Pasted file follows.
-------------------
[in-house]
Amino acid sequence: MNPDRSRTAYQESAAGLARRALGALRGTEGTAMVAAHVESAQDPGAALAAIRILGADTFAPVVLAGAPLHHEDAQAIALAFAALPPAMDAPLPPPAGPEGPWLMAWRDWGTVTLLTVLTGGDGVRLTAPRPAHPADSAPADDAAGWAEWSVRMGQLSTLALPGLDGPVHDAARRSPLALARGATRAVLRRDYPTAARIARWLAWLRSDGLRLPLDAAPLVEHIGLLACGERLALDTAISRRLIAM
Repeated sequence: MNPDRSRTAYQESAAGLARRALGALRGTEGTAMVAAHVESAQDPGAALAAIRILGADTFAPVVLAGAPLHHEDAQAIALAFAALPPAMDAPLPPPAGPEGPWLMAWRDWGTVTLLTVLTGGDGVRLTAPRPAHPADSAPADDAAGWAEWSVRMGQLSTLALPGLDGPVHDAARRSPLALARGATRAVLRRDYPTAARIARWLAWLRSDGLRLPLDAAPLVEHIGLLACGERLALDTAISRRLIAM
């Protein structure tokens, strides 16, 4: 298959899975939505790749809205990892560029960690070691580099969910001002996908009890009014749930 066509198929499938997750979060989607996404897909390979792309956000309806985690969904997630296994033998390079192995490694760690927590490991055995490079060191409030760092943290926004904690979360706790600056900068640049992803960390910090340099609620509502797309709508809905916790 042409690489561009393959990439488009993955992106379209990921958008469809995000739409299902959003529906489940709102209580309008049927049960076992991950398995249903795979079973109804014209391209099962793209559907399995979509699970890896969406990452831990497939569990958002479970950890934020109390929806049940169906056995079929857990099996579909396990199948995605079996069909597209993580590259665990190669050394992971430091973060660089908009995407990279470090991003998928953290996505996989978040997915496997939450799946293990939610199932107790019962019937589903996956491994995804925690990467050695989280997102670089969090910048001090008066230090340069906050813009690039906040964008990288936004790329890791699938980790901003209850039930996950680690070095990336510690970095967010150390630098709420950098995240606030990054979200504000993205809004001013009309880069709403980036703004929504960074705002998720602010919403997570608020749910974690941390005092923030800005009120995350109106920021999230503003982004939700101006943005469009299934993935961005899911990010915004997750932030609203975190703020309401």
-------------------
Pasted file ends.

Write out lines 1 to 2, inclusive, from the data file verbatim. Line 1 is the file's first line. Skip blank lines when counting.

[in-house]
Amino acid sequence: MNPDRSRTAYQESAAGLARRALGALRGTEGTAMVAAHVESAQDPGAALAAIRILGADTFAPVVLAGAPLHHEDAQAIALAFAALPPAMDAPLPPPAGPEGPWLMAWRDWGTVTLLTVLTGGDGVRLTAPRPAHPADSAPADDAAGWAEWSVRMGQLSTLALPGLDGPVHDAARRSPLALARGATRAVLRRDYPTAARIARWLAWLRSDGLRLPLDAAPLVEHIGLLACGERLALDTAISRRLIAM